Electronic Arts Drops Most Since November on Profit Forecast

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Electronic Arts Inc. fell as much as 6.7%, the most since November, after the video-game maker’s forecast for fourth-quarter profit fell short of analysts’ estimates.

Revenue this period will be $1.38 billion, Electronic Arts said in a statement Tuesday, above the $1.32 billion average of analysts’ estimates. But adjusted earnings are forecast to come in at 98 cents, below the $1-a-share average forecast on Wall Street. The company blamed expenses for employees working at home and hiring for new projects.

Electronic Arts Drops Most Since November on Profit Forecast

Higher costs are partly due to hiring the company embarked on to support new efforts, such as a just-announced college-football game, Chief Operating Officer Blake Jorgensen said in an interview. Electronic Arts also provided employees funds for items like office chairs and supplies while working from home, he said, adding they will be working from home until the fall. An anticipated tax change was reflected in the quarterly numbers as well.

Street Wrap: EA Tumbles After Results Miss High Expectations

EA beat third-quarter estimates, driven by the live service in FIFA Ultimate Teams and Apex Legends, the company said. In the prior quarter, growth in live services disappointed Wall Street, and this has been a key indicator investors watched in the December quarter. The company reported adjusted revenue of $2.4 billion, slightly exceeding analysts’ projections of $2.38 billion. Adjusted earnings were also higher than expected, at $3.06 a share versus the $2.96 seen by analysts.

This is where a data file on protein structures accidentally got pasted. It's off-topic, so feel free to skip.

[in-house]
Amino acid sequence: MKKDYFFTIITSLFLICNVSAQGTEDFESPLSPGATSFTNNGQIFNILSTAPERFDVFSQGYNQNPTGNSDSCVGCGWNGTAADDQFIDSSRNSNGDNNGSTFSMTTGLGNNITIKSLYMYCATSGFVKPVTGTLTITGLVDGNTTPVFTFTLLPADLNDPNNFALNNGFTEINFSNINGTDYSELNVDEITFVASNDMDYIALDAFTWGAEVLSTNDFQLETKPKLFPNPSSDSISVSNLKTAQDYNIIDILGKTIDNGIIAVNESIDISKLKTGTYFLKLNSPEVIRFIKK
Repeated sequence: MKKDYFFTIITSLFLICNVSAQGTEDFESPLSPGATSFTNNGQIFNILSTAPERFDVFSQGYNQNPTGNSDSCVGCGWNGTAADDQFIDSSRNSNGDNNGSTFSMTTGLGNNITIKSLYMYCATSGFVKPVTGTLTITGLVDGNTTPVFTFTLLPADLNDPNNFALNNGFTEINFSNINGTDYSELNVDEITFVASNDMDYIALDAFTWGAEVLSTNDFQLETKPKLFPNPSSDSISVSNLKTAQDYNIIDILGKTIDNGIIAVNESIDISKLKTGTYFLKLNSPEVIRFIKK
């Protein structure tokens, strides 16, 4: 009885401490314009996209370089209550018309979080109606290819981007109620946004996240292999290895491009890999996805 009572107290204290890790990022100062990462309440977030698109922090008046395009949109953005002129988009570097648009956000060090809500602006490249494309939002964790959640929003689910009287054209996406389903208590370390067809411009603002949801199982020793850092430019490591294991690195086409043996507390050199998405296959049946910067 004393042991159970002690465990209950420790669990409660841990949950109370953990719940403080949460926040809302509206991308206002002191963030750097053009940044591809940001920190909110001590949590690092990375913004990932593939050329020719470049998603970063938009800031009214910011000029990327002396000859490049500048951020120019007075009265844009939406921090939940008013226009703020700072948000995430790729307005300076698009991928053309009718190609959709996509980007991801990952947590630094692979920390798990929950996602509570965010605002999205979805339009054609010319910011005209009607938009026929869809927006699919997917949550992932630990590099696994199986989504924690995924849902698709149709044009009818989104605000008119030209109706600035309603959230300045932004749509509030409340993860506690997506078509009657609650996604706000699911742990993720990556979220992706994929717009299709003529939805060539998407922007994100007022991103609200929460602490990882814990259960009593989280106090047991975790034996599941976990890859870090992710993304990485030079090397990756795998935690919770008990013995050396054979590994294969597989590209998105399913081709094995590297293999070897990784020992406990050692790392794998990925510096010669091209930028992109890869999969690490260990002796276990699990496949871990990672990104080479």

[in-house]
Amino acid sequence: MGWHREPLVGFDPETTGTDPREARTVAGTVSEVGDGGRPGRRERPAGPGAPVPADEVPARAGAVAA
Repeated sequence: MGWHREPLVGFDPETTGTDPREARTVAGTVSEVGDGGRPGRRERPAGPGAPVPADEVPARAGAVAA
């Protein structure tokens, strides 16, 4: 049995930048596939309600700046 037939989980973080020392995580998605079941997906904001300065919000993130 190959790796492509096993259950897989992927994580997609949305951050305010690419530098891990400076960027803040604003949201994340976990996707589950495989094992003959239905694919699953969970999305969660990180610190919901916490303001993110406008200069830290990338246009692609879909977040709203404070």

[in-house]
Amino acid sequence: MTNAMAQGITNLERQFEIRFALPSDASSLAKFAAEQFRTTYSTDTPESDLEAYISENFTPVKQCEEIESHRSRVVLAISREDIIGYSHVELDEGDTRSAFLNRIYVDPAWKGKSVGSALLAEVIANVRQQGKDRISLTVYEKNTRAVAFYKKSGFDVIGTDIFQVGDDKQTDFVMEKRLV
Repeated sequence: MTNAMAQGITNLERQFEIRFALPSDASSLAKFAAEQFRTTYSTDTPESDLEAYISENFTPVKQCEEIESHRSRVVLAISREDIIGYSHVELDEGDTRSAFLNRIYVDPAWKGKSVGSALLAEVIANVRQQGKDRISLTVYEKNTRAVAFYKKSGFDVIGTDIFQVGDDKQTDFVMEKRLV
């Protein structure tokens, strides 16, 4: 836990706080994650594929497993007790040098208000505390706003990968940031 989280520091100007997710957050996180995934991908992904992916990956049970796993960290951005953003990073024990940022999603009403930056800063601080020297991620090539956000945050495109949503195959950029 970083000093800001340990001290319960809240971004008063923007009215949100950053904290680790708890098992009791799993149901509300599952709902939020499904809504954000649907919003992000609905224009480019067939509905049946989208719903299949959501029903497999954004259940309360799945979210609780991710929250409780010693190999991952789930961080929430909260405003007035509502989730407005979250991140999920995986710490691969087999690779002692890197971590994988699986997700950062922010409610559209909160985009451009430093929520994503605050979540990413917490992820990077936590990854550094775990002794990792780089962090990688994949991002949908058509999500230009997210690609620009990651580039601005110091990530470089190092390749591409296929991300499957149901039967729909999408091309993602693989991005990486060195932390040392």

What Bloomberg Intelligence Says

“Electronic Arts’ view for fiscal 4Q21 operating expenses that’s about 10% above consensus is taking the shine off of otherwise strong growth trends that may extend through 4Q and into 2022. ... Still, given EA has under-spent expense guidance before, we believe this may yet prove conservative.”

--Matthew Kanterman, technology analyst

Click here to read the research.

The company expects growth in fiscal 2022 as well, driven by the next Battlefield.

EA also said Tuesday that it will bring back its college-football video game that disappeared after 2014. It could be several years before the game is available, however. The company may wade into more college sports, Jorgensen said.

The Redwood City, California-based company continues to look at acquisitions, even after its purchase of Codemasters, Jorgensen said. “I would say you are going to see more,” he said.

EA shares were down 5.8% to $140.41 at 10:04 a.m. Wednesday in New York. They gained 34% in 2020.

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